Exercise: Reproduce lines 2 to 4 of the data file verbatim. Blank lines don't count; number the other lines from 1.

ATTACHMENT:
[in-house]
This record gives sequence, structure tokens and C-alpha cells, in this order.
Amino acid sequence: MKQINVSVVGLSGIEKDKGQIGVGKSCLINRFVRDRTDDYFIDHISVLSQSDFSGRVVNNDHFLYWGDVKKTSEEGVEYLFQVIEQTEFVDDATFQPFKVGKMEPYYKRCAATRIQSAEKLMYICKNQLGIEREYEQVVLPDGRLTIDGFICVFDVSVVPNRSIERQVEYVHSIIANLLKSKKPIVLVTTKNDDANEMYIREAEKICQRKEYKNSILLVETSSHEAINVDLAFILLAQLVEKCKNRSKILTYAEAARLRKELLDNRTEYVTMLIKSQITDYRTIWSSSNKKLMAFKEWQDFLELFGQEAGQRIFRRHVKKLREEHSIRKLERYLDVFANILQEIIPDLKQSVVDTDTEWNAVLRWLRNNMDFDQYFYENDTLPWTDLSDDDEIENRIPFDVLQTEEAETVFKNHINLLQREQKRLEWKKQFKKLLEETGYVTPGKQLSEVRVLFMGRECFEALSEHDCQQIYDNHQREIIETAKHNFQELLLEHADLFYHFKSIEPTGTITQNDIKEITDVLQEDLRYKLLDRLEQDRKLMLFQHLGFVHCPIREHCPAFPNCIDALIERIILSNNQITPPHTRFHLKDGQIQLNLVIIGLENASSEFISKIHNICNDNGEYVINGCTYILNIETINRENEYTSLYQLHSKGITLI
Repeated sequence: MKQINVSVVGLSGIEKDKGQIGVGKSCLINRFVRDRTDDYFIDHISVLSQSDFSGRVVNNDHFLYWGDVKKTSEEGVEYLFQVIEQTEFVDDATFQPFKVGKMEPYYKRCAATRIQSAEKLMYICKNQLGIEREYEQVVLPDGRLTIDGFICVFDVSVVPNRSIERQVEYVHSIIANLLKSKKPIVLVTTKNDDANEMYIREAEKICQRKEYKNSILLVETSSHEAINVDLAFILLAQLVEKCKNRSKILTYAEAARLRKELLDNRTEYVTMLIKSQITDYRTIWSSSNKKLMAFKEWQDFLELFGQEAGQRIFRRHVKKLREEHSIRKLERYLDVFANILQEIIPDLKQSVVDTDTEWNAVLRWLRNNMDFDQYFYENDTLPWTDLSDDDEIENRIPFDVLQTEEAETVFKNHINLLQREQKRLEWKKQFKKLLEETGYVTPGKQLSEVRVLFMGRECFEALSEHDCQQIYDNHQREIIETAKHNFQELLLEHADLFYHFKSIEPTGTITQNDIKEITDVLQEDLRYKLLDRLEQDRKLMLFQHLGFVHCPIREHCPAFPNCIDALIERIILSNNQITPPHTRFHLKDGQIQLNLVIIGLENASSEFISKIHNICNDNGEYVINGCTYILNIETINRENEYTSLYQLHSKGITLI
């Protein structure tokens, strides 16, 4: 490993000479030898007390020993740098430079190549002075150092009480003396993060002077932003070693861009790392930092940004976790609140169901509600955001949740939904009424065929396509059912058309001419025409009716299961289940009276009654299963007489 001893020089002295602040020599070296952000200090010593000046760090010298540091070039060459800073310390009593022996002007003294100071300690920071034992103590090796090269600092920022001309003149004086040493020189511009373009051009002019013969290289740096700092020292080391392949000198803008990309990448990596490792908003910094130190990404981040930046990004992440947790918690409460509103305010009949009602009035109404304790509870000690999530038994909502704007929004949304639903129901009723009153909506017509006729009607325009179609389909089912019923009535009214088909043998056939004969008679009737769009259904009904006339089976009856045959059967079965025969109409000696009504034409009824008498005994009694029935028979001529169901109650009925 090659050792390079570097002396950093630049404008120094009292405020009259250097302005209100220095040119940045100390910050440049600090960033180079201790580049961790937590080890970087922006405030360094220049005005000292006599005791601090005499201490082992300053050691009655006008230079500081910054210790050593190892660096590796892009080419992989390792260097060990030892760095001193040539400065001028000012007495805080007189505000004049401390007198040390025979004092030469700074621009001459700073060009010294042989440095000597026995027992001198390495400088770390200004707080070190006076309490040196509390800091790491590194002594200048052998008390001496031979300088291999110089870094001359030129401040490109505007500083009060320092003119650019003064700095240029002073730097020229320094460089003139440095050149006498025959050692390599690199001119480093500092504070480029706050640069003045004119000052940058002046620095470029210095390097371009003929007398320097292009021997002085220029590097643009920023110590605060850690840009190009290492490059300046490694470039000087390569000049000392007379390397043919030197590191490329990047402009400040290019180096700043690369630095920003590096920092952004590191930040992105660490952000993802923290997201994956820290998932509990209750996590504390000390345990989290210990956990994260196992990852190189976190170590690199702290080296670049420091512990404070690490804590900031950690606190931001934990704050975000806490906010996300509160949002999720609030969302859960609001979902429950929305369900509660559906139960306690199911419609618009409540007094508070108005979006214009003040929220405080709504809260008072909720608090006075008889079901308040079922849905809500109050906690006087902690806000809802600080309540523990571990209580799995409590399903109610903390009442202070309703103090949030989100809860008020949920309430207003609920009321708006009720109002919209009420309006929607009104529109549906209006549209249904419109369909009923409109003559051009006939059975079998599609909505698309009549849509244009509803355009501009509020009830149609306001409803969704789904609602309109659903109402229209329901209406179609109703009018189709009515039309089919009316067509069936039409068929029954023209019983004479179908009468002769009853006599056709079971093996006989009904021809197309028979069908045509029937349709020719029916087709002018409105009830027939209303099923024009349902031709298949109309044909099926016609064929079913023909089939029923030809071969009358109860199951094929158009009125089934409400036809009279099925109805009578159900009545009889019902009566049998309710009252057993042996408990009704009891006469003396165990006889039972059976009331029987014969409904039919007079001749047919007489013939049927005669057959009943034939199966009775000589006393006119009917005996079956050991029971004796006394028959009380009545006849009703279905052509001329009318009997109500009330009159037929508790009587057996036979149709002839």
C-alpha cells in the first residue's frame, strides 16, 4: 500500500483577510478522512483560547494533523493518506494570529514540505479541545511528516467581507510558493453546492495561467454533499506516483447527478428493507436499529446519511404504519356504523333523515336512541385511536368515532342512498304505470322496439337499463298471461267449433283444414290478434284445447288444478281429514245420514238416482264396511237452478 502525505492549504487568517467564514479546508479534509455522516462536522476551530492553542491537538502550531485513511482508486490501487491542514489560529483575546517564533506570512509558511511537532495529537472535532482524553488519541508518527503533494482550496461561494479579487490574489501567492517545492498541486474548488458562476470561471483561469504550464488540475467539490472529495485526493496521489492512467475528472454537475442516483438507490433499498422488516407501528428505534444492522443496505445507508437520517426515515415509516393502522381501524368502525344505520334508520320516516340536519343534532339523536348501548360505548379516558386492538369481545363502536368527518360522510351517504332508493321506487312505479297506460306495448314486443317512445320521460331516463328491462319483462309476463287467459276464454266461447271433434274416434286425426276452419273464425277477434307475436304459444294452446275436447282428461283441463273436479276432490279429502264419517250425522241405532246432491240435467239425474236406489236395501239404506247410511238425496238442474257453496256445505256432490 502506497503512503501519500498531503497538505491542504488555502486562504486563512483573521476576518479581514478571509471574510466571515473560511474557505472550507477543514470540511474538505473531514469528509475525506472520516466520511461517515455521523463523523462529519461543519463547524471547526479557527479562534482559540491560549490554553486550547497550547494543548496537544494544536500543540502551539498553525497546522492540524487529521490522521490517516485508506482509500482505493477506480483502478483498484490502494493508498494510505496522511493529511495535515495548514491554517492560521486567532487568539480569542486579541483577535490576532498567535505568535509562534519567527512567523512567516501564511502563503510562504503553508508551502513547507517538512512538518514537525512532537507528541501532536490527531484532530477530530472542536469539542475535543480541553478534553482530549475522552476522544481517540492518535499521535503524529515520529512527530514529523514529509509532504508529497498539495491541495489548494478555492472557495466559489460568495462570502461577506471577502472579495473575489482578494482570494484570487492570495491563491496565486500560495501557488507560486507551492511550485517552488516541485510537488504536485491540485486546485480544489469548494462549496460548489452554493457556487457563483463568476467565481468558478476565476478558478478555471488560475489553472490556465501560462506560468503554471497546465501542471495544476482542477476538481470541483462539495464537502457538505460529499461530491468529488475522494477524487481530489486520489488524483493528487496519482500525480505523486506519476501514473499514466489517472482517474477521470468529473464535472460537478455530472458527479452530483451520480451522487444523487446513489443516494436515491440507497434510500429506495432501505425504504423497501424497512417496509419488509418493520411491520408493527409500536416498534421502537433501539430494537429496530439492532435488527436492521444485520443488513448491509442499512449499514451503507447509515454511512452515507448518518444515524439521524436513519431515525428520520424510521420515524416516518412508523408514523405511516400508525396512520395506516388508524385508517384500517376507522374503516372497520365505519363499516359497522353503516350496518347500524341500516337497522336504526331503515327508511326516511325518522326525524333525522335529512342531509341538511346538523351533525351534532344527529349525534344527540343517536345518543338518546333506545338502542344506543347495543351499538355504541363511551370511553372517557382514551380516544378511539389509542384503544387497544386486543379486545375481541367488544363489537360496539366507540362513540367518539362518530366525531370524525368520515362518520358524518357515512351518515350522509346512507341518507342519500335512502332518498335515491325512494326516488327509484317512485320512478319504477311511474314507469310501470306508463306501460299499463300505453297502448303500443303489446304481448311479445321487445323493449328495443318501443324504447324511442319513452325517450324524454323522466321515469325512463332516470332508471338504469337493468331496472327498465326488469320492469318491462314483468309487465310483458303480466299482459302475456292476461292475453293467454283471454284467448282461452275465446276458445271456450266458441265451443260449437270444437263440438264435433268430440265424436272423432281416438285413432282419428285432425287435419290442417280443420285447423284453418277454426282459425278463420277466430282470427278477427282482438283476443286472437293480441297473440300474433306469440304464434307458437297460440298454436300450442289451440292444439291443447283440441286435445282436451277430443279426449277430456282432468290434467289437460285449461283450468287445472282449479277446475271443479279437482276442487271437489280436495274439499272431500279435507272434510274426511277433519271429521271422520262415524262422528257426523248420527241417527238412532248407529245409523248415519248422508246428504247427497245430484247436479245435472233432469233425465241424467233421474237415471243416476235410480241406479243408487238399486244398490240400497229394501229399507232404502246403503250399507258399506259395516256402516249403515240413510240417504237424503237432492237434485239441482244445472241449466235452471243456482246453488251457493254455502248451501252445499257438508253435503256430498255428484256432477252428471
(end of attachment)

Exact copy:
This record gives sequence, structure tokens and C-alpha cells, in this order.
Amino acid sequence: MKQINVSVVGLSGIEKDKGQIGVGKSCLINRFVRDRTDDYFIDHISVLSQSDFSGRVVNNDHFLYWGDVKKTSEEGVEYLFQVIEQTEFVDDATFQPFKVGKMEPYYKRCAATRIQSAEKLMYICKNQLGIEREYEQVVLPDGRLTIDGFICVFDVSVVPNRSIERQVEYVHSIIANLLKSKKPIVLVTTKNDDANEMYIREAEKICQRKEYKNSILLVETSSHEAINVDLAFILLAQLVEKCKNRSKILTYAEAARLRKELLDNRTEYVTMLIKSQITDYRTIWSSSNKKLMAFKEWQDFLELFGQEAGQRIFRRHVKKLREEHSIRKLERYLDVFANILQEIIPDLKQSVVDTDTEWNAVLRWLRNNMDFDQYFYENDTLPWTDLSDDDEIENRIPFDVLQTEEAETVFKNHINLLQREQKRLEWKKQFKKLLEETGYVTPGKQLSEVRVLFMGRECFEALSEHDCQQIYDNHQREIIETAKHNFQELLLEHADLFYHFKSIEPTGTITQNDIKEITDVLQEDLRYKLLDRLEQDRKLMLFQHLGFVHCPIREHCPAFPNCIDALIERIILSNNQITPPHTRFHLKDGQIQLNLVIIGLENASSEFISKIHNICNDNGEYVINGCTYILNIETINRENEYTSLYQLHSKGITLI
Repeated sequence: MKQINVSVVGLSGIEKDKGQIGVGKSCLINRFVRDRTDDYFIDHISVLSQSDFSGRVVNNDHFLYWGDVKKTSEEGVEYLFQVIEQTEFVDDATFQPFKVGKMEPYYKRCAATRIQSAEKLMYICKNQLGIEREYEQVVLPDGRLTIDGFICVFDVSVVPNRSIERQVEYVHSIIANLLKSKKPIVLVTTKNDDANEMYIREAEKICQRKEYKNSILLVETSSHEAINVDLAFILLAQLVEKCKNRSKILTYAEAARLRKELLDNRTEYVTMLIKSQITDYRTIWSSSNKKLMAFKEWQDFLELFGQEAGQRIFRRHVKKLREEHSIRKLERYLDVFANILQEIIPDLKQSVVDTDTEWNAVLRWLRNNMDFDQYFYENDTLPWTDLSDDDEIENRIPFDVLQTEEAETVFKNHINLLQREQKRLEWKKQFKKLLEETGYVTPGKQLSEVRVLFMGRECFEALSEHDCQQIYDNHQREIIETAKHNFQELLLEHADLFYHFKSIEPTGTITQNDIKEITDVLQEDLRYKLLDRLEQDRKLMLFQHLGFVHCPIREHCPAFPNCIDALIERIILSNNQITPPHTRFHLKDGQIQLNLVIIGLENASSEFISKIHNICNDNGEYVINGCTYILNIETINRENEYTSLYQLHSKGITLI